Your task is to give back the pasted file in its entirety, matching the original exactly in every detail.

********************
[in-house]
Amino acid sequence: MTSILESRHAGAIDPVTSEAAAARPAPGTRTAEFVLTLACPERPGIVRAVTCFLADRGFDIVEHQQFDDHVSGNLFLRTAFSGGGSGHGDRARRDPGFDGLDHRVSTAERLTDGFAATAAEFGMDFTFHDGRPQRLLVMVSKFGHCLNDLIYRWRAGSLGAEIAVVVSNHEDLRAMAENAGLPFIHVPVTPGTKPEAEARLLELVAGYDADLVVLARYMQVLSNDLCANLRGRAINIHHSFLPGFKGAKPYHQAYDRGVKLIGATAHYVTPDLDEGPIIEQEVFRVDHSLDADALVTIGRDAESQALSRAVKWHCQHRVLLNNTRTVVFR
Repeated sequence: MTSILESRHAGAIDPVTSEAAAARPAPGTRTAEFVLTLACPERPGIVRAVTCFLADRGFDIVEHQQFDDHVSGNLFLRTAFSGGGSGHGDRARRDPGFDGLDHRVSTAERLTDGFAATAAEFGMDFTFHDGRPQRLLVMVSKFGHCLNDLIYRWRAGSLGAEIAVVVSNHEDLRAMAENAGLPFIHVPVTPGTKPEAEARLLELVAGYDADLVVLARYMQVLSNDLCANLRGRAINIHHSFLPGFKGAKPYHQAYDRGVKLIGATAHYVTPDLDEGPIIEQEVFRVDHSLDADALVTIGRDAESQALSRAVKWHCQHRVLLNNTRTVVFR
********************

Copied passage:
[in-house]
Amino acid sequence: MTSILESRHAGAIDPVTSEAAAARPAPGTRTAEFVLTLACPERPGIVRAVTCFLADRGFDIVEHQQFDDHVSGNLFLRTAFSGGGSGHGDRARRDPGFDGLDHRVSTAERLTDGFAATAAEFGMDFTFHDGRPQRLLVMVSKFGHCLNDLIYRWRAGSLGAEIAVVVSNHEDLRAMAENAGLPFIHVPVTPGTKPEAEARLLELVAGYDADLVVLARYMQVLSNDLCANLRGRAINIHHSFLPGFKGAKPYHQAYDRGVKLIGATAHYVTPDLDEGPIIEQEVFRVDHSLDADALVTIGRDAESQALSRAVKWHCQHRVLLNNTRTVVFR
Repeated sequence: MTSILESRHAGAIDPVTSEAAAARPAPGTRTAEFVLTLACPERPGIVRAVTCFLADRGFDIVEHQQFDDHVSGNLFLRTAFSGGGSGHGDRARRDPGFDGLDHRVSTAERLTDGFAATAAEFGMDFTFHDGRPQRLLVMVSKFGHCLNDLIYRWRAGSLGAEIAVVVSNHEDLRAMAENAGLPFIHVPVTPGTKPEAEARLLELVAGYDADLVVLARYMQVLSNDLCANLRGRAINIHHSFLPGFKGAKPYHQAYDRGVKLIGATAHYVTPDLDEGPIIEQEVFRVDHSLDADALVTIGRDAESQALSRAVKWHCQHRVLLNNTRTVVFR